at Digging Dog
You might not transmute gold with
Alchemilla, but foamy clusters of tiny, starlike flowers in
brilliant chartreuse will materialize above beautifully
scalloped, slightly toothed foliage. A contrast of
forms, Alchemilla was used to collect dewdrops in the
medieval preparation of the Philosopher’s
Stone. We find the way moisture collects and moves
like mercury on the pale green leaves always
magical. Whether fresh or dried, the flowers are a favored
addition to any bouquet.
A charming dwarf form with gray-green serrated foliage and vibrant citron-yellow flower clusters that don a reddish cast once they are spent, we plant it primarily as a ground cover in small niches of the rockery.
Size: 5" high x 10" wide; hardy to zone 5.
Alchemilla erythropoda (P-0009)
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Other selections in this genus
Current Staff’s Favorite Plant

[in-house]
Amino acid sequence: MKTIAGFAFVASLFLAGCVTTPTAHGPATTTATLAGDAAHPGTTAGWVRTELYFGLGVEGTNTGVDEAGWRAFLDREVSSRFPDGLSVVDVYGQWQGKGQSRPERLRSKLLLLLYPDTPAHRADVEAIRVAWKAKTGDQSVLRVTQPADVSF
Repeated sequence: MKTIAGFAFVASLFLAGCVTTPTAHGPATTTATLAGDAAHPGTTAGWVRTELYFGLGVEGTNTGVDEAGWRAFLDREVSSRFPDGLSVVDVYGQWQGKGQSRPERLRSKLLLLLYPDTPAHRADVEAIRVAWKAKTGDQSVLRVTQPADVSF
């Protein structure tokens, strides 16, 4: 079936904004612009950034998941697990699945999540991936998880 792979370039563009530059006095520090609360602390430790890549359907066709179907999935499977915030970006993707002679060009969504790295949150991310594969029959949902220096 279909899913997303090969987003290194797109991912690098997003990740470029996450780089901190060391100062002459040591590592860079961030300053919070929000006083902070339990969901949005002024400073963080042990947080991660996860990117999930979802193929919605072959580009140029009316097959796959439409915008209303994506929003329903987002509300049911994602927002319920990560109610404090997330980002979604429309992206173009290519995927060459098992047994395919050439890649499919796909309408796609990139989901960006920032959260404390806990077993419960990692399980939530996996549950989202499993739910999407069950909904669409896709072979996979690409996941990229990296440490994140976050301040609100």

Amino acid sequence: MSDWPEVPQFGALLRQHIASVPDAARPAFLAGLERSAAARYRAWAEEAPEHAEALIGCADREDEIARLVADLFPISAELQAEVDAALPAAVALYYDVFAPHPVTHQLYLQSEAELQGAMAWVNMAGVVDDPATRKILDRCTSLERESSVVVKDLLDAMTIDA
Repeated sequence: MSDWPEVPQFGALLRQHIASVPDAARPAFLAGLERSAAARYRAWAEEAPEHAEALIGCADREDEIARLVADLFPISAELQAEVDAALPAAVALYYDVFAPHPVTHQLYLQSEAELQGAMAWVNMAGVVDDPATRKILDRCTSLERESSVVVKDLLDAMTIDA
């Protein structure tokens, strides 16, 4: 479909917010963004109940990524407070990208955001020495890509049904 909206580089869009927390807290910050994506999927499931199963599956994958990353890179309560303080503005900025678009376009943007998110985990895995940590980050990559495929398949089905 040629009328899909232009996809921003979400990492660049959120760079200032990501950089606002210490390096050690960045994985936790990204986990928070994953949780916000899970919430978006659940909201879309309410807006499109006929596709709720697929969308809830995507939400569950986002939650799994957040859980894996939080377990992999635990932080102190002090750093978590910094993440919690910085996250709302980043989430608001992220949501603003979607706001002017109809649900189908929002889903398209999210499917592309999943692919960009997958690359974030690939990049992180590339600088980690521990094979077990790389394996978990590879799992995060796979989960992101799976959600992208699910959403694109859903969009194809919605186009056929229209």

This glamorous beacon for the late season garden is our favorite plant this week. Hydrangea aspera ‘Rocklon’ with it's large pink clouds of buds and pinkish bronze, downy new growth bring a soft look to this noble, rarely cultivated Hydrangea. Mounted on stout fuzzy stems, wide, hairy serrated foliage, with red-hued petioles, provides a graceful deep green foil for the enormous mauve lacecaps ringed by white bracts. Adequate water and bright shade will ensure ‘Rocklon’s prosperity, while Corydalis and Stylophorum diphyllum offer contrasting texture beneath. (S-0421)
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